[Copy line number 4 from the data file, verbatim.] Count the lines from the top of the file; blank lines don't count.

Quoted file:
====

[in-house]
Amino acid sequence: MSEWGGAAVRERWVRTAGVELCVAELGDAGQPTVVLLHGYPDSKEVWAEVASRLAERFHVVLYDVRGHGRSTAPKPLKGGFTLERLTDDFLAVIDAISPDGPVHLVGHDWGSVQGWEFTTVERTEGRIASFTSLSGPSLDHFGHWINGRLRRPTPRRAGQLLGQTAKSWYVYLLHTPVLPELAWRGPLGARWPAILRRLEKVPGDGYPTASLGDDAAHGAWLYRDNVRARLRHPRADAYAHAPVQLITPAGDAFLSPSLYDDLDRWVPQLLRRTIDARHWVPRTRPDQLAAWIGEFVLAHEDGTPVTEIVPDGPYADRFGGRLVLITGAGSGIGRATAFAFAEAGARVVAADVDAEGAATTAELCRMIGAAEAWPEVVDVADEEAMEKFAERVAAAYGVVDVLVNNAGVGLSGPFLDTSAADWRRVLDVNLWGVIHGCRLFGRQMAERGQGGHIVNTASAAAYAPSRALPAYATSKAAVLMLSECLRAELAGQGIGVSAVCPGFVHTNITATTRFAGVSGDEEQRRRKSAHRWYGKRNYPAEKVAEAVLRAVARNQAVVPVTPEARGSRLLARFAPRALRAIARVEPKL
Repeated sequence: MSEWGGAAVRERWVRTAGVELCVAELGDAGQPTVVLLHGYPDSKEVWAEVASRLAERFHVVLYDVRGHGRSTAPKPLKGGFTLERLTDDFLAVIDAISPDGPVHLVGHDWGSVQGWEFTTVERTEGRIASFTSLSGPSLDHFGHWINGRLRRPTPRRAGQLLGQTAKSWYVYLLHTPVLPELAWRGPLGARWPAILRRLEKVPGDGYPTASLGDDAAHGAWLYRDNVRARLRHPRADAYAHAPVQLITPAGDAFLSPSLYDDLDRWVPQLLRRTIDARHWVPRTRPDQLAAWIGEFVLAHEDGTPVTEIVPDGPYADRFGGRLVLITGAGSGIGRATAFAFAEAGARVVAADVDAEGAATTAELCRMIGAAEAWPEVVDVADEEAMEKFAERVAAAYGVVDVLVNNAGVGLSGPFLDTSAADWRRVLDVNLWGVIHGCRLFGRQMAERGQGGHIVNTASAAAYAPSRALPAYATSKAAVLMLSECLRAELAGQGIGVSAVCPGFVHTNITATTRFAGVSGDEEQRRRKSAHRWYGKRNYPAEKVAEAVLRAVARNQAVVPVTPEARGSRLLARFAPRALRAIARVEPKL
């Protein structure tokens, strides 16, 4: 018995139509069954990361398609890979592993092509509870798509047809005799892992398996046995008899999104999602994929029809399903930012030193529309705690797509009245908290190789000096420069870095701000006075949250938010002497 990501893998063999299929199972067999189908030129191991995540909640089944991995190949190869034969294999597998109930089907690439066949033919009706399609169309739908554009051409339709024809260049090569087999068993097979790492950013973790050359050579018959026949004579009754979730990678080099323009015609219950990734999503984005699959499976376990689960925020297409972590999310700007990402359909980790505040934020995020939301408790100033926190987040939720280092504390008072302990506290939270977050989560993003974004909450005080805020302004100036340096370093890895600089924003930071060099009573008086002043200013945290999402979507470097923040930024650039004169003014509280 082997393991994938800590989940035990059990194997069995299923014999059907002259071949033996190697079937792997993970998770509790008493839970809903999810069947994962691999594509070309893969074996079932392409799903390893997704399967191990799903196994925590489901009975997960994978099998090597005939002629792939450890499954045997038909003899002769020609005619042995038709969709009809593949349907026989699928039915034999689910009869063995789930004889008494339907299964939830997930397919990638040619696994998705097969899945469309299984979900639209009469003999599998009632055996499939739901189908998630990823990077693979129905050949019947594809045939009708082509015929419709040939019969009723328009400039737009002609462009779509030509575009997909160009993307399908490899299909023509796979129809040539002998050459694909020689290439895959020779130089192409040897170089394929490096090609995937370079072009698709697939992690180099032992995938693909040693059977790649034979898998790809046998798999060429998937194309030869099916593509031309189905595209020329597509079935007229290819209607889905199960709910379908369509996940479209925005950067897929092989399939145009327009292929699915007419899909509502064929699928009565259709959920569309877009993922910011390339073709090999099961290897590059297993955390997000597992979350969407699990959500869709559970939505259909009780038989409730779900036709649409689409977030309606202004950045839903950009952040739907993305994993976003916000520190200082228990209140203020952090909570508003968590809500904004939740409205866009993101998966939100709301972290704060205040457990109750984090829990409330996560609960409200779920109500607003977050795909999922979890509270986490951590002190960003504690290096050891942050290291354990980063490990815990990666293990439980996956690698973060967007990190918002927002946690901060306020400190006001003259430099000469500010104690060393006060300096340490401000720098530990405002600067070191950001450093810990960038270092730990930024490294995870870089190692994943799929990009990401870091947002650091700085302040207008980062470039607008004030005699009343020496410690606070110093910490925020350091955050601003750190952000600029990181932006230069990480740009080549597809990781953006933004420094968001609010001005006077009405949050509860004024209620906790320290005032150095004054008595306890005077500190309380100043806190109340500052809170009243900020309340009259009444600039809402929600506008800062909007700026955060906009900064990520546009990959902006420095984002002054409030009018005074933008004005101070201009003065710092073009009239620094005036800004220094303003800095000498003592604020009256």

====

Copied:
């Protein structure tokens, strides 16, 4: 018995139509069954990361398609890979592993092509509870798509047809005799892992398996046995008899999104999602994929029809399903930012030193529309705690797509009245908290190789000096420069870095701000006075949250938010002497 990501893998063999299929199972067999189908030129191991995540909640089944991995190949190869034969294999597998109930089907690439066949033919009706399609169309739908554009051409339709024809260049090569087999068993097979790492950013973790050359050579018959026949004579009754979730990678080099323009015609219950990734999503984005699959499976376990689960925020297409972590999310700007990402359909980790505040934020995020939301408790100033926190987040939720280092504390008072302990506290939270977050989560993003974004909450005080805020302004100036340096370093890895600089924003930071060099009573008086002043200013945290999402979507470097923040930024650039004169003014509280 082997393991994938800590989940035990059990194997069995299923014999059907002259071949033996190697079937792997993970998770509790008493839970809903999810069947994962691999594509070309893969074996079932392409799903390893997704399967191990799903196994925590489901009975997960994978099998090597005939002629792939450890499954045997038909003899002769020609005619042995038709969709009809593949349907026989699928039915034999689910009869063995789930004889008494339907299964939830997930397919990638040619696994998705097969899945469309299984979900639209009469003999599998009632055996499939739901189908998630990823990077693979129905050949019947594809045939009708082509015929419709040939019969009723328009400039737009002609462009779509030509575009997909160009993307399908490899299909023509796979129809040539002998050459694909020689290439895959020779130089192409040897170089394929490096090609995937370079072009698709697939992690180099032992995938693909040693059977790649034979898998790809046998798999060429998937194309030869099916593509031309189905595209020329597509079935007229290819209607889905199960709910379908369509996940479209925005950067897929092989399939145009327009292929699915007419899909509502064929699928009565259709959920569309877009993922910011390339073709090999099961290897590059297993955390997000597992979350969407699990959500869709559970939505259909009780038989409730779900036709649409689409977030309606202004950045839903950009952040739907993305994993976003916000520190200082228990209140203020952090909570508003968590809500904004939740409205866009993101998966939100709301972290704060205040457990109750984090829990409330996560609960409200779920109500607003977050795909999922979890509270986490951590002190960003504690290096050891942050290291354990980063490990815990990666293990439980996956690698973060967007990190918002927002946690901060306020400190006001003259430099000469500010104690060393006060300096340490401000720098530990405002600067070191950001450093810990960038270092730990930024490294995870870089190692994943799929990009990401870091947002650091700085302040207008980062470039607008004030005699009343020496410690606070110093910490925020350091955050601003750190952000600029990181932006230069990480740009080549597809990781953006933004420094968001609010001005006077009405949050509860004024209620906790320290005032150095004054008595306890005077500190309380100043806190109340500052809170009243900020309340009259009444600039809402929600506008800062909007700026955060906009900064990520546009990959902006420095984002002054409030009018005074933008004005101070201009003065710092073009009239620094005036800004220094303003800095000498003592604020009256």